- Chemical Oceanography, Second Edition. Millero, Frank J.; Editor. USA. (1996), 496 pp.Publisher: (CRC, Boca Raton, Fla.) .
- Effects of nitrate, phosphate and iron on the growth of macroalgae and benthic cyanobacteria from Cocos Lagoon, Guam. Kuffner, Ilsa B.; Paul, Valerie J. UOG Station, University of Guam Marine Laboratory, Guam, USA. Marine Ecology: Progress Series (2001), 222 63-72.
- Nutrient-limited growth of the coral reef macroalga Sargassum baccularia and experimental growth enhancement by nutrient addition in continuous flow culture. Schaffelke, Britta; Klumpp, David W. PMB 3, Australian Institute Marine Science, Townsville, Australia. Marine Ecology: Progress Series (1998), 164 199-211.
- Nutrient limitation of the macroalga, Penicillus capitatus, associated with subtropical seagrass meadows in Bermuda. McGlathery, Karen J.; Howarth, Robert W.; Marino, Roxanne. Div. Biol. Sci., Cornell Univ., Ithaca, NY, USA. Estuaries (1992), 15(1), 18-25.
- IronEx-I, an in situ iron-enrichment experiment: experimental design, implementation and results. Coale, Kenneth H.; Johnson, Kenneth S.; Fitzwater, Steve E.; Blain, Stephane P. G.; Stanton, Tim P.; Coley, Teresa L. Moss Landing Marine Laboratories, Moss Landing, CA, USA. Deep-Sea Research, Part II: Topical Studies in Oceanography (1998), 45(6), 919-945.
- The behavior of iron and other trace elements during the IronEx-I and PlumEx experiments in the Equatorial Pacific. Gordon, R. M.; Johnson, K. S.; Coale, K. H. Deep-Sea Research, Part II: Topical Studies in Oceanography (1998), 45(6), 995-1041.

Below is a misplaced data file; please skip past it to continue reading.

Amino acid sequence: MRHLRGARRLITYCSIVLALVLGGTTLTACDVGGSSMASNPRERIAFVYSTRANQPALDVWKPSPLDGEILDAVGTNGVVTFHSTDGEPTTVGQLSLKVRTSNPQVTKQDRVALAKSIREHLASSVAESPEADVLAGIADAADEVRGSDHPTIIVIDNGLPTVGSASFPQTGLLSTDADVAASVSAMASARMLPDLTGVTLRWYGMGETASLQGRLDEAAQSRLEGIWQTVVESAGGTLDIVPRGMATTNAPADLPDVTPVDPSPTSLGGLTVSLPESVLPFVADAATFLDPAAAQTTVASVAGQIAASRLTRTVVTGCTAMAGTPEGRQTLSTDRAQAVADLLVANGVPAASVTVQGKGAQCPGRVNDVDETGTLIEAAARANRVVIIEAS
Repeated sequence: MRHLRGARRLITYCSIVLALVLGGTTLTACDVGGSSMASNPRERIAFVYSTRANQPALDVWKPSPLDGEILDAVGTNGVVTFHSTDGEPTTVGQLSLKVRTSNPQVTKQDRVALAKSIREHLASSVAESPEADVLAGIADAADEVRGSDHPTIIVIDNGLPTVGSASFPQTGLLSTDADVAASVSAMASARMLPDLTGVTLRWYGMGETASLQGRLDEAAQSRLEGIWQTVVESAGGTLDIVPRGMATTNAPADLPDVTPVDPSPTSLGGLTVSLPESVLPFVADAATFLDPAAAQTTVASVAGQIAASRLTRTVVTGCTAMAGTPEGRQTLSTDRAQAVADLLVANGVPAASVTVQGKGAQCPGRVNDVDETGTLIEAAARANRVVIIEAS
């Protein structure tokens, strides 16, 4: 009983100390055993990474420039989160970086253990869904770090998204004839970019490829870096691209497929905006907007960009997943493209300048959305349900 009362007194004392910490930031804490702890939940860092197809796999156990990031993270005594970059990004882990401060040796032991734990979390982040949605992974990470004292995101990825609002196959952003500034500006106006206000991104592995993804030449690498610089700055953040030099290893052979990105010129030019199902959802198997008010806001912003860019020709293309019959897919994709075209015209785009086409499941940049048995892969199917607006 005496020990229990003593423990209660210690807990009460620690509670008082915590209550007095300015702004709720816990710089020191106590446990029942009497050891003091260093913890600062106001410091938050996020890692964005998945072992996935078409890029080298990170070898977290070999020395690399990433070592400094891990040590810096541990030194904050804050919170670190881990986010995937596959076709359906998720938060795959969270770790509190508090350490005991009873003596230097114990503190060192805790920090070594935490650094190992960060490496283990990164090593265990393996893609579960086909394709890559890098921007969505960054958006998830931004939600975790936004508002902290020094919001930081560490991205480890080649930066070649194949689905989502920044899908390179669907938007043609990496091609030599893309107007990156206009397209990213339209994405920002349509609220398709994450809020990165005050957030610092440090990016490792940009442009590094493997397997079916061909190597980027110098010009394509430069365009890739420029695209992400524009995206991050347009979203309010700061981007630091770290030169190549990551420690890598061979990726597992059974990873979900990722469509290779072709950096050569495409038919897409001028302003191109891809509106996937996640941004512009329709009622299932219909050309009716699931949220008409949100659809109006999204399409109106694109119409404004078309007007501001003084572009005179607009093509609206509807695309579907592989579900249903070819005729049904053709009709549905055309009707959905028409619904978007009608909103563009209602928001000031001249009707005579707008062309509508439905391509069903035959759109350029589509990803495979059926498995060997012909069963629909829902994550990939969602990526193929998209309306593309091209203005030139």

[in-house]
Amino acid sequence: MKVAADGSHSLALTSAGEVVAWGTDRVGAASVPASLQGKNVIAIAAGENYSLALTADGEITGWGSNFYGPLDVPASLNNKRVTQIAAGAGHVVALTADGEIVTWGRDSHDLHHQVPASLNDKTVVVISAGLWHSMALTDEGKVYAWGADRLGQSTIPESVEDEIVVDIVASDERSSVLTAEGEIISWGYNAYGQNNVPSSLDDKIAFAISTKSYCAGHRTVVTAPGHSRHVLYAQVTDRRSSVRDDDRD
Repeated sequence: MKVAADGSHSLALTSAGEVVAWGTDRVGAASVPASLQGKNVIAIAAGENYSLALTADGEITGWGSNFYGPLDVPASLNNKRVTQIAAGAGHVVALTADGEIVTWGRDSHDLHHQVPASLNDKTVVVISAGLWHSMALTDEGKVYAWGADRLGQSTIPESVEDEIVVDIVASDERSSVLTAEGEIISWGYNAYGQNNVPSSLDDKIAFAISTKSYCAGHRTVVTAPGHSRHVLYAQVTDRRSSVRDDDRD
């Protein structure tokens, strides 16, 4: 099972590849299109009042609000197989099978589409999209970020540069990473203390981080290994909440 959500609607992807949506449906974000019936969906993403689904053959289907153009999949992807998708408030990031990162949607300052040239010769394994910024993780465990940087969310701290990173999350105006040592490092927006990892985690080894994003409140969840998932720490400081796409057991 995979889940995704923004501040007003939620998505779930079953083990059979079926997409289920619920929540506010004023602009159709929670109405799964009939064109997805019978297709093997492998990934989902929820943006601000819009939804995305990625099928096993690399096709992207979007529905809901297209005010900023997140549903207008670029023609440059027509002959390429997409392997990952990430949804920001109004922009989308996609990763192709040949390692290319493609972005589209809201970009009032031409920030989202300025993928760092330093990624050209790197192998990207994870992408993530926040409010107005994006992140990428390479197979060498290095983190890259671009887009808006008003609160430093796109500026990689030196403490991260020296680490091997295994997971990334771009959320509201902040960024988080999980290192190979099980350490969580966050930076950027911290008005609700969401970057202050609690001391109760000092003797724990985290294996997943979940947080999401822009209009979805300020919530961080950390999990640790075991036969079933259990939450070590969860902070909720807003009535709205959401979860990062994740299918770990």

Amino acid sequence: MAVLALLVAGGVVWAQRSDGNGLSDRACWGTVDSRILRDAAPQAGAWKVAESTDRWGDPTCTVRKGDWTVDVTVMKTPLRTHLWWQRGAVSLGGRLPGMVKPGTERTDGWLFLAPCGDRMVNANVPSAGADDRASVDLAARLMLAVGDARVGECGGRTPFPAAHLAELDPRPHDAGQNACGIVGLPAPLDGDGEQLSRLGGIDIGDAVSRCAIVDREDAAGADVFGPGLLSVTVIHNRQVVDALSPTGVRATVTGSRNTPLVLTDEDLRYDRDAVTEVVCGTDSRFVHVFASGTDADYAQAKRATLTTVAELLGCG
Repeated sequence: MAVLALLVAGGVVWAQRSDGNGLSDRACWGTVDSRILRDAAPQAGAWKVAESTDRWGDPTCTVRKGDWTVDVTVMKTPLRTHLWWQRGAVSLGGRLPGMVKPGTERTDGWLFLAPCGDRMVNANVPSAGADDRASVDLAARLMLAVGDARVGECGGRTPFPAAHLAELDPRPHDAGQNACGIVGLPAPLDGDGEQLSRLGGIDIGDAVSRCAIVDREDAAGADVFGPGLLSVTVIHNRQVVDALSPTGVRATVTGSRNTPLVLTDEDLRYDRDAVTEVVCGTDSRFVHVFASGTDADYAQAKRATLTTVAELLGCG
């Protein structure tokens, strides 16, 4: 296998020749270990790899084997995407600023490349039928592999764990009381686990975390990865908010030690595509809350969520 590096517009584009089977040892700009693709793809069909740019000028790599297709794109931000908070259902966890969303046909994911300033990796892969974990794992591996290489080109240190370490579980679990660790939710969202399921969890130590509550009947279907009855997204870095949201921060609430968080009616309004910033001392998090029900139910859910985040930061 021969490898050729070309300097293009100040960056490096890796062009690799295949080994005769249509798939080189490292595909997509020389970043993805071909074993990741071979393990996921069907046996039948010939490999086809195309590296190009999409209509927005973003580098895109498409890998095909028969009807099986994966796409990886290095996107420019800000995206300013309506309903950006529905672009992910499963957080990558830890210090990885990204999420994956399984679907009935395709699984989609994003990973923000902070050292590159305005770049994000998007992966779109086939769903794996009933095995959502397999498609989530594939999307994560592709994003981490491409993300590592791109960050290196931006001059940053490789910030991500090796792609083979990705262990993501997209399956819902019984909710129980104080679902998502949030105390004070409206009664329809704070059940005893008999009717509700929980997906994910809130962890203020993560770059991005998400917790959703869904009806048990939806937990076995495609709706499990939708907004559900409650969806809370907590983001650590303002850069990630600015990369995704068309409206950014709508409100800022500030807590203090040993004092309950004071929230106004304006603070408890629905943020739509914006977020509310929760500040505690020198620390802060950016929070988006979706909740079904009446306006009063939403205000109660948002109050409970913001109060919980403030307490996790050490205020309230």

- Mesozooplankton grazing manipulations during in vitro iron enrichment studies in the NE subarctic Pacific.Boyd, P. W.; Goldblatt, R. H.; Harrison, P. J. Deep-Sea Research, Part II: Topical Studies in Oceanography (1999), 46(11-12), 2645-2668.
- Biological response to iron fertilization in the eastern equatorial Pacific (IronEx II). I. Microplankton community abundances and biomass. Landry, M. R.; Ondrusek, M. E.; Tanner, S. J.; Brown, S. L.; Constantinou, J.; Bidigare, R. R.; Coale, K. H.; Fitzwater, S. Marine Ecology: Progress Series (2000), 201 27-42.
- Confirmation of iron limitation of phytoplankton photosynthesis in the equatorial Pacific Ocean. Behrenfeld, Michael J.; Bale, Anthony J.; Kolber, Zbigniew S.; Aiken, James; Falkowski, Paul G. Nature (London) (1996), 383(6600), 508-511.
- Metal tolerance in the scleractinian coral Porites lutea. Harland, A. D.; Brown, B. E. Cent. Trop. Coastal Manage., Univ. Newcastle upon Tyne, Newcastle upon Tyne, UK. Mar. Pollut. Bull. (1989), 20(7), 353-7.
- Indications from photosynthetic components that iron is a limiting nutrient in primary producers on coral reefs. Entsch, B.; Sim, R. G.; Hatcher, B. G. Aust. Inst. Mar. Sci., Townsville, Australia. Mar. Biol. (Berlin) (1983), 73(1), 17-30.
- Metal concentration in the tissue and skeleton of the coral Montastrea annularis at a Venezuelan reef. Bastidas, C.; Garcia, E. Departamento de Biologia de Organismos, Universidad Simon, Caracas, Venez. Editor(s): Lessios, Harilaos A.; Macintyre, Ian G. Proceedings of the International Coral Reef Symposium, 8th, Panama, June 24-29, 1996 (1997), 2 1847-1850.
- Metal content on the reef coral Porites astreoides: an evaluation of river influence and 35 years of chronology. Bastidas, C.; Garcia, E. Depto. de Biologia de Organismos, Universidad Simon Bolivar, Caracas, Venez. Marine Pollution Bulletin (1999), 38(10), 899-907.
- Trace elements found to be variable in two coral reef species, Heliofungia actiniformis and Galaxea fascicularis, collected from the Ryukyu Islands. Yamada, Gen; Fujimori, Ken; Yamada, Masa-Oki; Minami, Takeshi; Tohno, Setsuko; Tohno, Yoshiyuki. Department of Cellular and Developmental Biology, Research Center of Innovative Cancer Therapy, Kurume University, Fukuoka, Japan. Biological Trace Element Research (1998), 65(2), 167-180.
- Physiological changes in the coastal marine cyanobacterium Synechococcus sp. PCC 7002 exposed to low ferric ion levels. Trick, Charles G.; Wilhelm, Steven W.. Department of Plant Sciences, University of Western Ontario, London, ON, Can. Marine Chemistry (1995), 50(1-4), 207-17.